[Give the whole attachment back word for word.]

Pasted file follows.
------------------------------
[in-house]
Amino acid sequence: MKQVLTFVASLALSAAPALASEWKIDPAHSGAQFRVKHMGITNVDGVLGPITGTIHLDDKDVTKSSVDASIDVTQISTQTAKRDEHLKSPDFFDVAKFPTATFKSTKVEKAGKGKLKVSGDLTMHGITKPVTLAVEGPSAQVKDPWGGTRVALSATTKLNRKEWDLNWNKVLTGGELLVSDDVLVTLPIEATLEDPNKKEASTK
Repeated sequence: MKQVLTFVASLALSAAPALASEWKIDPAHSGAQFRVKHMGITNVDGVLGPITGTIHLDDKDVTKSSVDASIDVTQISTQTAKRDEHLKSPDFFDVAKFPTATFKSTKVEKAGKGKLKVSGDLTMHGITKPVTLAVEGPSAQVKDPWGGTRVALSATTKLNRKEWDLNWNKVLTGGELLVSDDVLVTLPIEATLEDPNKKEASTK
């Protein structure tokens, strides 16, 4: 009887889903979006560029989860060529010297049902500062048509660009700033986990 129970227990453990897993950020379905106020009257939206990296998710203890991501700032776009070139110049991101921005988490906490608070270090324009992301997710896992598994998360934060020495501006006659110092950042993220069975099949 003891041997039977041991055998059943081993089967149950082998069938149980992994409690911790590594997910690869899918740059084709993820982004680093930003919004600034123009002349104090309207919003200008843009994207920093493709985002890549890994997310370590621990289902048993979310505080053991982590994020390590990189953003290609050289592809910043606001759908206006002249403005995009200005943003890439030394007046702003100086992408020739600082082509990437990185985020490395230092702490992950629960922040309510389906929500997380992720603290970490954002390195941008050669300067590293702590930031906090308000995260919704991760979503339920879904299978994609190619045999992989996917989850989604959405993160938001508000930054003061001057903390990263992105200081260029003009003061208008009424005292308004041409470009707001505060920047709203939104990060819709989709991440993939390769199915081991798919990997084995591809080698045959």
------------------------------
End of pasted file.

[in-house]
Amino acid sequence: MKQVLTFVASLALSAAPALASEWKIDPAHSGAQFRVKHMGITNVDGVLGPITGTIHLDDKDVTKSSVDASIDVTQISTQTAKRDEHLKSPDFFDVAKFPTATFKSTKVEKAGKGKLKVSGDLTMHGITKPVTLAVEGPSAQVKDPWGGTRVALSATTKLNRKEWDLNWNKVLTGGELLVSDDVLVTLPIEATLEDPNKKEASTK
Repeated sequence: MKQVLTFVASLALSAAPALASEWKIDPAHSGAQFRVKHMGITNVDGVLGPITGTIHLDDKDVTKSSVDASIDVTQISTQTAKRDEHLKSPDFFDVAKFPTATFKSTKVEKAGKGKLKVSGDLTMHGITKPVTLAVEGPSAQVKDPWGGTRVALSATTKLNRKEWDLNWNKVLTGGELLVSDDVLVTLPIEATLEDPNKKEASTK
């Protein structure tokens, strides 16, 4: 009887889903979006560029989860060529010297049902500062048509660009700033986990 129970227990453990897993950020379905106020009257939206990296998710203890991501700032776009070139110049991101921005988490906490608070270090324009992301997710896992598994998360934060020495501006006659110092950042993220069975099949 003891041997039977041991055998059943081993089967149950082998069938149980992994409690911790590594997910690869899918740059084709993820982004680093930003919004600034123009002349104090309207919003200008843009994207920093493709985002890549890994997310370590621990289902048993979310505080053991982590994020390590990189953003290609050289592809910043606001759908206006002249403005995009200005943003890439030394007046702003100086992408020739600082082509990437990185985020490395230092702490992950629960922040309510389906929500997380992720603290970490954002390195941008050669300067590293702590930031906090308000995260919704991760979503339920879904299978994609190619045999992989996917989850989604959405993160938001508000930054003061001057903390990263992105200081260029003009003061208008009424005292308004041409470009707001505060920047709203939104990060819709989709991440993939390769199915081991798919990997084995591809080698045959």